opinion & commentary

New Administration, Impending Rate Hike Shapes Investor Evaluation of Money Mangers

Pillar Wealth: It’s not personal… it’s policy

WALNUT CREEK, CA, December 7, 2016 /Marketwired/ – Pillar Wealth Management, LLC, a private wealth management firm to affluent families, has published a new article advising ultra-high net worth investors on how to evaluate the performance of their money manager, and ensure that decisions are based on policies and data vs. emotions and assumptions.

The article, which is available on the Pillar Wealth Management website, points out that each family’s Investment Policy Statement should clarify what is expected of money managers, and how and when the family should act if those expectations are not met.

Comments the firm’s co-founder Haitham “Hutch” Ashoo: “This is especially important in light of the Trump administration that has a different agenda to execute than the outgoing Obama administration, and because the Federal Reserve is indicating impending action on interest rates.”

In addition, the article, which is based on insights from the firm’s recently-published book The Art Of Protecting Ultra-High Net Worth Portfolios And Estates, Strategies For Families Worth $25 Million to $500 Million, further warns investors of situations in which money managers and rates of return may fool them, and advises them to focus on answering a fundamental question: is the money manager meeting and exceeding expectations?

If he or she meets the asset allocation, performance and risk criteria as laid out in the Investment Policy Statement, deciding to hire or fire is a straightforward decision.

Adds the firm’s co-founder Chris Snyder: “Many studies have revealed that over different ten-year periods, only a small percentage of money managers outperform their respective markets. Staying emotionally attached to an under-performing money manager year after year is a big mistake. By drafting a comprehensive Investment Policy Statement, families state loud and clear that managers who fail to meet or exceed expectations will not and cannot be tolerated.”

Excerpts from the article

Ultra-high net worth families should be aware of situations in which money managers and rates of return may fool them. The following hypothetical scenario illustrates this important point:

Staying emotionally attached to an under-performing money manager year after year is a big mistake.

  • A trusted friend refers a family to a money manager.
  • The family decides to invest $20 million with her.
  • At the end of year one, the investment achieves a 15 percent rate of return. During this same period, the rate of return in the equities market index was 5 percent.
  • Impressed by the money manager’s performance, at the beginning of year two, the family invests an additional $20 million with her.
  • At the end of year two, the investment achieves only a 1.6 percent rate of return. During this same period, the rate of return in the equities market index was 10 percent.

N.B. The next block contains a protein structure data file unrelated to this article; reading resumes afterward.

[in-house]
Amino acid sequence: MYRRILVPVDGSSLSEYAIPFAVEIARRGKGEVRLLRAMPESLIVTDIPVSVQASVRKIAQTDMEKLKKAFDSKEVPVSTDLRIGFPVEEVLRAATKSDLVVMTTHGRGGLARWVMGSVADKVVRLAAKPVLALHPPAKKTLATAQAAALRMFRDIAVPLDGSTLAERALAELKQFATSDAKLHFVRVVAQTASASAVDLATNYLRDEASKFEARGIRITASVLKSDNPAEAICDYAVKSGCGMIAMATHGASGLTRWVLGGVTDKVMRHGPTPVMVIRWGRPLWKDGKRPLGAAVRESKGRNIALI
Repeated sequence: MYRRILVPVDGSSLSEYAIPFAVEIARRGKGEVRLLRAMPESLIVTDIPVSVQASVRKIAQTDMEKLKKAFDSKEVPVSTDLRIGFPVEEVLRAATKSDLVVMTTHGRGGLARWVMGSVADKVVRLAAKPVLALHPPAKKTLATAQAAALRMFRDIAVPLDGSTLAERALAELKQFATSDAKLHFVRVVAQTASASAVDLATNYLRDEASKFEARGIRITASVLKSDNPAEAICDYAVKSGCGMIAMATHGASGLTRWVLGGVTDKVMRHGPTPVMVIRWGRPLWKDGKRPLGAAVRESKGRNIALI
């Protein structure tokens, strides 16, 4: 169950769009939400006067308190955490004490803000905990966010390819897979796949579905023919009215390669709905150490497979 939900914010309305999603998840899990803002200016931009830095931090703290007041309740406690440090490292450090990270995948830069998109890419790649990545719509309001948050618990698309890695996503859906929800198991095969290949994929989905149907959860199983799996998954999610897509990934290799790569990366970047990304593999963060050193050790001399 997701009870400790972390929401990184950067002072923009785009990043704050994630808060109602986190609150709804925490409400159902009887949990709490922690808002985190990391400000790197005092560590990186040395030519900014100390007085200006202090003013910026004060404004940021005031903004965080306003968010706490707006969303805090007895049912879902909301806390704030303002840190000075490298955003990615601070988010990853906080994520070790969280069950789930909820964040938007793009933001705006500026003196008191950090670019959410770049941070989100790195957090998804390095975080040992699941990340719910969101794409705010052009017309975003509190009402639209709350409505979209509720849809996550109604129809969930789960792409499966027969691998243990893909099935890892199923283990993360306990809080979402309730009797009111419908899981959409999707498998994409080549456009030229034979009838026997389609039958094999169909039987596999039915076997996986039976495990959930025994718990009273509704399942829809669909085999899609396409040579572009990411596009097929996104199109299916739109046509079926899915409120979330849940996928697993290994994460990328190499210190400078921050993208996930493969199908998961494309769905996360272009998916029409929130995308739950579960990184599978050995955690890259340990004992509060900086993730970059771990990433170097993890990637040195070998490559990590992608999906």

• The family is upset with the money manager’s performance in year two, as the rate of return on their investment has fallen from 15 percent to 1.6 percent.
  • Faced with the prospect of being fired, the money manager emphatically points out that for both years she achieved an average rate of return of 8.3 percent, whereas the average rate of return in the equities market was 7.5 percent.

Based on this scenario, the family may decide to stick with this money manager since her argument seems sound. But is it really? The answer is not clear until and unless we evaluate the wealth return for this family. By the end of year two the family would have had a total of $43,688,000 with the money manager vs. what would have been $45,100,000 if they had invested in the equities market index.

Does this mean that the family should fire the money manager? The answer is yes if the goal was to outperform the equities index. However, if the goal wasn’t to outperform the equities index then there are likely other factors to consider, some of which might be:

  • How will the manager perform with the incoming Trump administration.
  • Is this the right money manager in light of the impending Federal Reserve interest rate moves.
  • How the manager’s risk/volatility compared to what was expected of her.
  • What the money manager is invested in, and whether it fit the family’s asset allocation model and expectations.
  • How the money manager’s investment strategy compares with others who invest using the same methodology.

The full text of Pillar Wealth Management’s new article is available here.




About Pillar Wealth Management, LLC
Haitham “Hutch” Ashoo and Christopher Snyder are privileged to have worked with ultra-high net worth families, some of whom attained wealth reaching $400 million, helping them achieve a positive change in their lives and finances. They cofounded Pillar Wealth Management, LLC, an independent, fee based, private wealth management firm. As their clients’ go-to advisors, they are brought in to help with investment management, strategic planning, asset allocation, risk control, and tracking of their clients’ progress towards life-goals. Their services are provided to a limited number of clients. They only accept a new client when they have determined that there is mutual admiration and respect and only if they can add substantial value to the client’s financial life. Learn more here.